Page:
Surprising Jobless Decline Gives Bernanke Little Cheer
(Corrects description of survey results in seventh paragraph of story published Jan. 10.)
The surprising drop in unemployment to the lowest level in more than five years gives Federal Reserve Chairman Ben S. Bernanke little to cheer about.
Employers in December expanded payrolls at the slowest pace in three years, and workers leaving the labor force accounted for much of the plunge in the jobless rate to 6.7 percent from 7 percent.
The data highlight a flaw in policy makers’ strategy of setting 6.5 percent unemployment as a threshold for considering whether to raise interest rates, said Stephen Stanley, the chief economist at Pierpont Securities in Stamford, Connecticut.
“Even they would admit in retrospect that was not the right thing to do,” said, Stanley, a former economist at the Richmond Fed. “The unemployment rate has gone down much faster than anyone imagined, but it’s been almost exclusively because of shrinking labor-force participation, which is not a good thing.”
The Fed probably won’t alter the threshold, according to a Bloomberg survey of economists after today’s jobs report. Economists also predicted the Fed will stick to its strategy of gradually reducing monthly asset purchases.
Seventy-three percent of 41 economists said the 6.5 percent threshold will remain. Twenty-two percent said the Fed will alter it, and 5 percent said it will be dropped entirely.
Economists in the survey said the Fed will reduce asset purchases by $10 billion at each of the next six meetings this year before announcing and end to the program no later than December.
The Fed tied its target interest rate to economic indicators in December 2012 with a statement that the rate would remain near zero at least as long as unemployment exceeded 6.5 percent and the outlook for inflation didn’t rise beyond 2.5 percent.
At their Dec. 17-18 meeting, Fed officials considered lowering the unemployment threshold to 6 percent, according to minutes of the gathering released this week. Instead, the Federal Open Market Committee decided to emphasize that rates would remain low even after the jobless rate declined to 6.5 percent.
In its post-meeting statement, the committee said it “likely will be appropriate to maintain the current target range for the federal funds rate well past the time that the unemployment rate declines below 6.5 percent.”
Policy makers “generally” saw “the benefit of avoiding tying the committee’s decision too closely to the unemployment rate alone,” the minutes said.
Officials “will continue to further distance themselves from the whole thresholds framework,” Stanley said.
Richmond Fed President Jeffrey Lacker said today the economic outlook has evolved since the FOMC implemented its thresholds.
“We put the threshold out there at a time when the committee was interested in conveying a strong sense of how they behave. The situation is different now,” Lacker said to reporters after a speech in Raleigh, North Carolina.
“The committee in December strengthened its forward guidance with as light a touch as it could, by saying that they expect low interest rates well past the time at which we get to 6.5,” he said.
December’s 6.7 percent jobless rate is the lowest since October 2008. Economists in a Bloomberg survey before today’s report forecast the rate would stay at 7 percent.
The decline came as workers quit the labor force, falling off the rolls of people who are counted as either employed or unemployed. The share of Americans in the labor force declined to 62.8 percent, matching the lowest level since March 1978.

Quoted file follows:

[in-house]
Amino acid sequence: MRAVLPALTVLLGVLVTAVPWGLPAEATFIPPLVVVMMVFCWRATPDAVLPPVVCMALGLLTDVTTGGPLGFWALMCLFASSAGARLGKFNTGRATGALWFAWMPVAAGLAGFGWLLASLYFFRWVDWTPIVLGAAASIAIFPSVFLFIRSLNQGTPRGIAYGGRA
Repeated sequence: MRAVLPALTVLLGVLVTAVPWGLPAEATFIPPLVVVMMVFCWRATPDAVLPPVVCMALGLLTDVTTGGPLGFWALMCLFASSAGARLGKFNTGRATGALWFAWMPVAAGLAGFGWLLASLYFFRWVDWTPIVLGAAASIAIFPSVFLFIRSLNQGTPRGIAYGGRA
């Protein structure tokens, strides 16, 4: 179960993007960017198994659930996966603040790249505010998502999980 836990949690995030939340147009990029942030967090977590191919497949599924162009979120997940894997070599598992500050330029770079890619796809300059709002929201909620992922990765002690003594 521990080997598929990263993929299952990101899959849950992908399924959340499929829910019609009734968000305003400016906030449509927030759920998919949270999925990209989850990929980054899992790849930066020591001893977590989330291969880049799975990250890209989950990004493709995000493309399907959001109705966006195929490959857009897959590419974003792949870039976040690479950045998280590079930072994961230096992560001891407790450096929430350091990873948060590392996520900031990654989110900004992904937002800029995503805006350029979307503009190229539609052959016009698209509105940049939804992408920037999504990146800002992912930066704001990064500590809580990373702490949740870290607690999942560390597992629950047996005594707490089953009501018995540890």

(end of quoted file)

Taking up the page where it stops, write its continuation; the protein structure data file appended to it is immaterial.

When policy makers first set the 6.5 percent threshold, they forecast the rate wouldn’t hit that level until mid-2015.
“They’d debated this and come to the collective judgment that the unemployment rate is the single best measure of the labor market,” said Julia Coronado, chief economist for North America at BNP Paribas in New York and a former Fed economist. “The data seem to suggest otherwise.”
Other points of data in the jobs report weakened, underscoring how falling unemployment doesn’t necessarily signal labor-market strength. The average work week fell six minutes to 34.4 hours. Average hourly earnings rose 1.8 percent in the past year, below economists’ estimates for growth of 1.9 percent.
“I don’t want to call it a mistake, but it was based on a historical relationship between the unemployment rate and the economy that no longer holds,” Coronado said. “It probably would be helpful if they added, rather than one simple threshold, a more complete description of the indicators they’re looking at.”
Unusually cold weather may have distorted the payroll report. The figures based on the government’s survey of households showed 273,000 Americans weren’t at work because of weather during the survey week, which last month included Dec. 5, the most for any December since 1977, the Labor Department said.
Last month was the coldest December since 2009, and snowfall was 21 percent above normal, according to weather-data provider Planalytics Inc. The second week of December was the coldest for any comparable period in more than 50 years, the firm said.
Such distortions may make Fed officials reluctant to alter their strategy to unwind their purchases of bonds, according to Michael Gapen, a senior U.S. economist at Barclays Plc in New York.
The FOMC in December took the first step in slowing the program, cutting monthly purchases to $75 billion from $85 billion. Bernanke said in a press conference that the Fed would probably reduce the pace of purchases at each meeting this year. Officials plan to gather Jan. 28-29 in Washington.
“You have to have a very good reason to change the taper process in one way or another,” said Gapen, a former Fed economist. “They are likely to conclude a lot of this softness in payroll gains was due to weather.”
To contact the editor responsible for this story: Chris Wellisz at firstname.lastname@example.org